Here is an etiquette question. Should I ask permission before I sketch someone? With photography, the answer is more obvious, I think. If I ask permission, and the person agrees, he becomes, for that short time, a model. He may be uncomfortable, wooden. Professional models are used to the intense focus of the artist's eyes. Other people find it unnerving. Staring at someone is extremely confrontational. Even a loving gaze will become strange if it lingers too long in one spot.
Still, some artists do ask. I don't, usually.
Public executions being a festive affair, da Vinci attended the hanging of murderer Bernardo di Bandino Baroncelli, who had been part of the conspiracy to overthrow the Medici family's rule of Florence. I doubt Leonardo asked Bernardo's permission to do the sketch.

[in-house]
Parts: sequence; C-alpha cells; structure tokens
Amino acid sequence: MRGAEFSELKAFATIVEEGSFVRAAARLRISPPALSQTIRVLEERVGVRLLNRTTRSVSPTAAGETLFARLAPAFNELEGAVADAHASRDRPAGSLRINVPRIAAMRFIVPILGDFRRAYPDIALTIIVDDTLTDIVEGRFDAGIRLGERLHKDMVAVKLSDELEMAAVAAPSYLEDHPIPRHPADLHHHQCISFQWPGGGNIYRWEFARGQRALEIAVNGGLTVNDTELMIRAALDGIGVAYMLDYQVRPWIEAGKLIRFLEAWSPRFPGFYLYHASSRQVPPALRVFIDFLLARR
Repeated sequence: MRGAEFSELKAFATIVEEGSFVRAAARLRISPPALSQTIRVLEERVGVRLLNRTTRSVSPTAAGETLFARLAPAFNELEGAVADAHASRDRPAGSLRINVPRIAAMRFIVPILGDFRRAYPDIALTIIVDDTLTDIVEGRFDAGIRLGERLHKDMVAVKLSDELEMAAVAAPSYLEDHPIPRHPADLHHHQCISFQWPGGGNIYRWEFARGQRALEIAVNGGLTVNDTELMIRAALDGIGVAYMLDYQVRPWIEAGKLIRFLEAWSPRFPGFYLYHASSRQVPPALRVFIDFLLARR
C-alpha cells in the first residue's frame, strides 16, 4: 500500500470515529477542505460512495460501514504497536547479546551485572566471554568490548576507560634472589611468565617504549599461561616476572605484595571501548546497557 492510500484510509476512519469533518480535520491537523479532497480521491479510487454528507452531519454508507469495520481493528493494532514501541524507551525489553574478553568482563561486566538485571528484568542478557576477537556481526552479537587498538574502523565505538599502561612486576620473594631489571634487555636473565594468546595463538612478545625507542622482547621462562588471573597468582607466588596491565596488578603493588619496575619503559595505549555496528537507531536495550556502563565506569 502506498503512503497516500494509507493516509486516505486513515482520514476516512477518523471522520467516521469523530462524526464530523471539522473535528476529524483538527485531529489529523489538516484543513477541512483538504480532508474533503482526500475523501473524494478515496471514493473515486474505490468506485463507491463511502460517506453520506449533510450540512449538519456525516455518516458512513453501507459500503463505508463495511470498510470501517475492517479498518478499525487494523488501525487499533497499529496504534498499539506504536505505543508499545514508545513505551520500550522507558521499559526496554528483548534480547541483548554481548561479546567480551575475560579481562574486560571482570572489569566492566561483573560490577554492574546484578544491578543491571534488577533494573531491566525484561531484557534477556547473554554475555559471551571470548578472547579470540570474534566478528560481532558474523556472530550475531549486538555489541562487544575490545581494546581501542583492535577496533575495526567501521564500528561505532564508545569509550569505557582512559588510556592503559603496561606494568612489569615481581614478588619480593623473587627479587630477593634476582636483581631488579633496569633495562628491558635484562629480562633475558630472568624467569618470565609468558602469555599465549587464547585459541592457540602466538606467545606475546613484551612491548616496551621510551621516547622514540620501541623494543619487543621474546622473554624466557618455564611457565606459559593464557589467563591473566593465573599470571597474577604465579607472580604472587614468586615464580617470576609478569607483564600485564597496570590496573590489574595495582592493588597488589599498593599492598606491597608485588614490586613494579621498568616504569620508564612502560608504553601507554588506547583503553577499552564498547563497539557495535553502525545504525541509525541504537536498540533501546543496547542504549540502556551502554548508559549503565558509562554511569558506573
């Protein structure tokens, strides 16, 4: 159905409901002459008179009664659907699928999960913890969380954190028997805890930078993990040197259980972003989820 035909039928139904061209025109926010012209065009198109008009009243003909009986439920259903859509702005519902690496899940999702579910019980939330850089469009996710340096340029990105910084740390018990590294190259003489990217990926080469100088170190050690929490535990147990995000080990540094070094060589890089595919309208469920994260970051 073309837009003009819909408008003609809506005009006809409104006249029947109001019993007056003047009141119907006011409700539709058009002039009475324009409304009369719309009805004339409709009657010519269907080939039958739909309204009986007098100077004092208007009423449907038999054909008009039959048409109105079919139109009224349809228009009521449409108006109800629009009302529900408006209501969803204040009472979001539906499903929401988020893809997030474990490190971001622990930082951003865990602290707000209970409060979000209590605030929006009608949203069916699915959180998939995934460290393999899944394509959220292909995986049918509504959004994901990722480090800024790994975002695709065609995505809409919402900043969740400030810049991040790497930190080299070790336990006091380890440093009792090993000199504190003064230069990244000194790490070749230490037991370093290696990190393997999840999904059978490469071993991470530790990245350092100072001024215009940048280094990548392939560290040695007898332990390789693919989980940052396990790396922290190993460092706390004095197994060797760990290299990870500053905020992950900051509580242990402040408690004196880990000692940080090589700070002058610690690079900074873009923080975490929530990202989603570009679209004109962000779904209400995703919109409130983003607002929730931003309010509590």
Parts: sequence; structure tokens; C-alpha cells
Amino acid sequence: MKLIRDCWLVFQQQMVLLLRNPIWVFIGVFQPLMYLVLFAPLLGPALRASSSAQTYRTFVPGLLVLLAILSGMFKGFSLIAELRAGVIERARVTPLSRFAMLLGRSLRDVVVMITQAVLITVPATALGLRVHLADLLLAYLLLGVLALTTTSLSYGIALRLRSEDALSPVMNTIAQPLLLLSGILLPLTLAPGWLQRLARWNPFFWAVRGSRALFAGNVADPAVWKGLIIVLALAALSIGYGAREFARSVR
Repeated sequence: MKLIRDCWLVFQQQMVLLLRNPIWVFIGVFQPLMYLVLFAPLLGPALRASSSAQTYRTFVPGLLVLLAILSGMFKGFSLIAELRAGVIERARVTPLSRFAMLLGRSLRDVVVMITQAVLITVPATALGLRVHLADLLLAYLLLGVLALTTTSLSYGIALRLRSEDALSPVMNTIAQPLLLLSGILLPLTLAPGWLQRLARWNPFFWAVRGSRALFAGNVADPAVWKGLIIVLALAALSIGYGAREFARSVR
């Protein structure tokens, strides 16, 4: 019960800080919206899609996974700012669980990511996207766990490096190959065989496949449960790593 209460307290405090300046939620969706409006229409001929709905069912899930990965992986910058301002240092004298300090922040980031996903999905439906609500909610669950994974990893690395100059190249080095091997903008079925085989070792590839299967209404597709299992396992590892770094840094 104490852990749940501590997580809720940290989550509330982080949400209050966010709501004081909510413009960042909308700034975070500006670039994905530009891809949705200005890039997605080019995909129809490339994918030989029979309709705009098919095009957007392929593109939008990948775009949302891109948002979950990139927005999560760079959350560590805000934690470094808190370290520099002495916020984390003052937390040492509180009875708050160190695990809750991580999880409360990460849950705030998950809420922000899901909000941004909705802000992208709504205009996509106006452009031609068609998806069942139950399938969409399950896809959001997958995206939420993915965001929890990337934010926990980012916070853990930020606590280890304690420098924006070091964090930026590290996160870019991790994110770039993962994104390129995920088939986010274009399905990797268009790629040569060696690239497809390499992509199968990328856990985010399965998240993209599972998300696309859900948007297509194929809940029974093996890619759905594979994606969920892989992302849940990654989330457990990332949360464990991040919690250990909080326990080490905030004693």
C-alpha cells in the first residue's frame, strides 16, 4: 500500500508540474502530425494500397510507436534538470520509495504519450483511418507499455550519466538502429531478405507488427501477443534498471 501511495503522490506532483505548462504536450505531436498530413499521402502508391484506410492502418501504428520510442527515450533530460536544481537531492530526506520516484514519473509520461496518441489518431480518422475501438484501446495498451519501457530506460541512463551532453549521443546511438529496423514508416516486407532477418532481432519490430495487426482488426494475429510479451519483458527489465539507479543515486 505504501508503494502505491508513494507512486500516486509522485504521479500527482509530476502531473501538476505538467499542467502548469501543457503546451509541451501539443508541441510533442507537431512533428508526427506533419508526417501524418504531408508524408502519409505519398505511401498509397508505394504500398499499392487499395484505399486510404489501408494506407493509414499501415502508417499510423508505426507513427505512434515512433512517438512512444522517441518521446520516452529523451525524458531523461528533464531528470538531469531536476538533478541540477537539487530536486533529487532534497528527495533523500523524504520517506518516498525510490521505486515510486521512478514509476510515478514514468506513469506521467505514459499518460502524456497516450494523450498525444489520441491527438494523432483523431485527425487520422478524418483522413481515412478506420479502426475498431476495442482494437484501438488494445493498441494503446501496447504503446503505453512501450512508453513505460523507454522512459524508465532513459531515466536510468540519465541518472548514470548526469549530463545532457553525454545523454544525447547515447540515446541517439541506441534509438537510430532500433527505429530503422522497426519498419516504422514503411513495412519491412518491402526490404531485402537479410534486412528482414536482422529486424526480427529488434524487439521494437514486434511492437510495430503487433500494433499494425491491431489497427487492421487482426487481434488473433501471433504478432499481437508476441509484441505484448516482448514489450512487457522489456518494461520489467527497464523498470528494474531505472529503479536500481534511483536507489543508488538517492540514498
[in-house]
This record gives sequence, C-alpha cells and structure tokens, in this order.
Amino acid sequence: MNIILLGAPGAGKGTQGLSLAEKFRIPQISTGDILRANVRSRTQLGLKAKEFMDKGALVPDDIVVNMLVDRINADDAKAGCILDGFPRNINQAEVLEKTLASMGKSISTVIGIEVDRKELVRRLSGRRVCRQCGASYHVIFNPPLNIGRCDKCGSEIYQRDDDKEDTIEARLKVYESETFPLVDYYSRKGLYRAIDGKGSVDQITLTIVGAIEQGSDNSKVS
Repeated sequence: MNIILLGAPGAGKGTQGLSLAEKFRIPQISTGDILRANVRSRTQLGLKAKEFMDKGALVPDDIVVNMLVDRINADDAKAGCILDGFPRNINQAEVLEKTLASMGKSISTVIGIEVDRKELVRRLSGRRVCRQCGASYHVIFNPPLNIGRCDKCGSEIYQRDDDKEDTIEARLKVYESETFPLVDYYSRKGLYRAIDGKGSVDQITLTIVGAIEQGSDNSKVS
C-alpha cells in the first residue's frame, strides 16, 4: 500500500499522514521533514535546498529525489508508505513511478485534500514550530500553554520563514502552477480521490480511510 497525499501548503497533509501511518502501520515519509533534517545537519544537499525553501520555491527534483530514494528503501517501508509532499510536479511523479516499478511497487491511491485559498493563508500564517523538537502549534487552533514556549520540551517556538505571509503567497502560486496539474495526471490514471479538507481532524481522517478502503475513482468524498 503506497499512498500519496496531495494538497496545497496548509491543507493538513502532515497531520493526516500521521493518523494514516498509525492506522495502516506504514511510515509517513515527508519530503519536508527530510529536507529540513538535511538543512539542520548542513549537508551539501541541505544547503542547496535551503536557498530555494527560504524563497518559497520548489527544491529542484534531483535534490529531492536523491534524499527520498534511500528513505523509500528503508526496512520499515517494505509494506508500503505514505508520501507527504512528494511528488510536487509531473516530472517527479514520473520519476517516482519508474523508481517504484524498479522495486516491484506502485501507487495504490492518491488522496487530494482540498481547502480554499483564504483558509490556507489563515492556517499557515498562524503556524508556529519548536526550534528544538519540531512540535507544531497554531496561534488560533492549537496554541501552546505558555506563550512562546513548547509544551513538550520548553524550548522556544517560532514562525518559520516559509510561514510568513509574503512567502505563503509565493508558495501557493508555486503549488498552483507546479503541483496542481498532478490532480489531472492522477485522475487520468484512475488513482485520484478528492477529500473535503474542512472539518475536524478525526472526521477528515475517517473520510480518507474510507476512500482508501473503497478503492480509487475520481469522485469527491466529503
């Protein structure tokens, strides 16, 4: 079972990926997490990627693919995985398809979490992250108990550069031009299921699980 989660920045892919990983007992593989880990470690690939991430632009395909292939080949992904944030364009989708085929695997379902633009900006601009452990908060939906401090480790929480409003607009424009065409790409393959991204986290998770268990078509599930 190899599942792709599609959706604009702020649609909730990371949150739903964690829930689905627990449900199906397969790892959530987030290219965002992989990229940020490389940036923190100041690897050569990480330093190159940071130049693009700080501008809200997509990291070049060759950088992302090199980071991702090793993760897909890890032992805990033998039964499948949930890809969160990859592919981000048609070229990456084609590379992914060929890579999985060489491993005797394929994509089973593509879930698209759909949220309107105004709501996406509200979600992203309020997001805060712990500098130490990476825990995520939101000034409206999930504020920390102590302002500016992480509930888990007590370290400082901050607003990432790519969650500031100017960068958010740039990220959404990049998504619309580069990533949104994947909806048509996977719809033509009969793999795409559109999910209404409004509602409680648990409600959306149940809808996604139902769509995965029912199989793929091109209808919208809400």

In his notes, da Vinci described the clothing: "A tan colored skull-cap, a doublet of black serge, a black jerkin, lined and the collar covered with a black and red stippled velvet. A blue coat lined with fur of fox's breasts. Black hose. Bernardo di Bandino Baroncelli." If your kid plays the video game Assassin's Creek II, ask him about Bernardo.
Another famous field sketcher was sculptor Henry Moore, whose "Shelter" series of drawings documents the experience of hiding in the "Tube" (the subway) during bombing of the London in World War II. Moore is best known for his huge sculptures. See a fine example of one of his sketches below: